If clinical death is expected due to terminal illness or withdrawal of supportive care, often a Do Not Resuscitate (DNR) or "no code" order is in place. This means that no resuscitation efforts are made, and a physician or nurse may pronounce legal death at the onset of clinical death.
A patient with working heart and lungs who is determined to be brain dead can be pronounced legally dead without clinical death occurring. However, some courts have been reluctant to impose such a determination over the religious objections of family members, such as in the Jesse Koochin case. Similar issues were also raised by the case of Mordechai Dov Brody, but the child died before a court could resolve the matter. Conversely, in the case of Marlise Muñoz, a hospital refused to remove a brain dead woman from life support machines for nearly two months, despite her husband's requests, because she was pregnant.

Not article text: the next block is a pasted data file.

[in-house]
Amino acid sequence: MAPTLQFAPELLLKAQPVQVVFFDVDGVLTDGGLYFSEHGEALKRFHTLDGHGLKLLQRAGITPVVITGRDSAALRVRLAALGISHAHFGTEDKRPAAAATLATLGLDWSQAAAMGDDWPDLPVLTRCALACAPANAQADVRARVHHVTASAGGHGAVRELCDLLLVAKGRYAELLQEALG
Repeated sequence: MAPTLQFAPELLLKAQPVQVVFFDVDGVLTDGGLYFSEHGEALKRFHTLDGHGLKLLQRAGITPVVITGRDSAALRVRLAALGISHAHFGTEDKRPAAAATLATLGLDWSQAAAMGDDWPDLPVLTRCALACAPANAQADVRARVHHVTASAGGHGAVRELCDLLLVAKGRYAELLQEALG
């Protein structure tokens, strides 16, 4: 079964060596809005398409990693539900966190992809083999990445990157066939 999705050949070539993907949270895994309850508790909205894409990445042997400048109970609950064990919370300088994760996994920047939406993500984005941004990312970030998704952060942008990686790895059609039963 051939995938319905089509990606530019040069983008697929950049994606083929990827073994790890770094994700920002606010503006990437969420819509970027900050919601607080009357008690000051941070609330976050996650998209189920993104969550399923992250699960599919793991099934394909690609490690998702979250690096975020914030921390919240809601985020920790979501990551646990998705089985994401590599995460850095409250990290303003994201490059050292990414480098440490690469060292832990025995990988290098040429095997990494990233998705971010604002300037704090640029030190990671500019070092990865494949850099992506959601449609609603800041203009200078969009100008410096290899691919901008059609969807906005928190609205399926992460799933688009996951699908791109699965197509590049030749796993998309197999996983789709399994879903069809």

Velma Thomas, of West Virginia, US, holds the record time for recovering from clinical death. In May 2008, Thomas went into cardiac arrest at her home. Medics were able to establish a faint pulse after eight minutes of CPR. Her heart stopped twice after arriving at the hospital and she was placed on life support. Doctors attempted to lower her body temperature to prevent additional brain injury. She was declared clinically dead for 17 hours after doctors failed to detect brain activity. Her son, Tim Thomas, stated that "her skin had already started hardening, her hands and toes were curling up, they were already drawn". She was taken off life support and funeral arrangements were in progress. However, ten minutes after being taken off life support, she revived and recovered. A skeptical evaluation of this case is presented by Dr. Steven Novella, MD, an academic clinical neurologist at Yale University School of Medicine.